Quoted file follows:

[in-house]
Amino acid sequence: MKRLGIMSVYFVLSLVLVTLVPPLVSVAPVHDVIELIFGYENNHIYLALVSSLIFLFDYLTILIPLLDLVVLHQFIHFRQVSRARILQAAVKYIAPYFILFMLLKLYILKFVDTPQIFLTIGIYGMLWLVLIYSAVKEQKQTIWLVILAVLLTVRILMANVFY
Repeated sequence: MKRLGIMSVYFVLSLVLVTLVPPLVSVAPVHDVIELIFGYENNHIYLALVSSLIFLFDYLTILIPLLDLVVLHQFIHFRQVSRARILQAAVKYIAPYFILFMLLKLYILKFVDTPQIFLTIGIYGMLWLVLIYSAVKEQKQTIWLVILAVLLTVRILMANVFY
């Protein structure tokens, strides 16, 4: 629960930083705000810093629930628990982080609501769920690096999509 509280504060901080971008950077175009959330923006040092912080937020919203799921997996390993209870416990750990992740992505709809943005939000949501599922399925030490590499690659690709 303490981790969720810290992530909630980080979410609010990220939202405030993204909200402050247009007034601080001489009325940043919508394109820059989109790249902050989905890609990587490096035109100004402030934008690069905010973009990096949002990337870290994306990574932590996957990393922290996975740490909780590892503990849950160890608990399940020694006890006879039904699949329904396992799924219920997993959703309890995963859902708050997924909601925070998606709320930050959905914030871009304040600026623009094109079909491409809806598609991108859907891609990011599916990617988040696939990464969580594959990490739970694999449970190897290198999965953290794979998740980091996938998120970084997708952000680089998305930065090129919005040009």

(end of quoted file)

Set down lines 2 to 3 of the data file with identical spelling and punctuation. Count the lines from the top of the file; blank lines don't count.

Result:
Amino acid sequence: MKRLGIMSVYFVLSLVLVTLVPPLVSVAPVHDVIELIFGYENNHIYLALVSSLIFLFDYLTILIPLLDLVVLHQFIHFRQVSRARILQAAVKYIAPYFILFMLLKLYILKFVDTPQIFLTIGIYGMLWLVLIYSAVKEQKQTIWLVILAVLLTVRILMANVFY
Repeated sequence: MKRLGIMSVYFVLSLVLVTLVPPLVSVAPVHDVIELIFGYENNHIYLALVSSLIFLFDYLTILIPLLDLVVLHQFIHFRQVSRARILQAAVKYIAPYFILFMLLKLYILKFVDTPQIFLTIGIYGMLWLVLIYSAVKEQKQTIWLVILAVLLTVRILMANVFY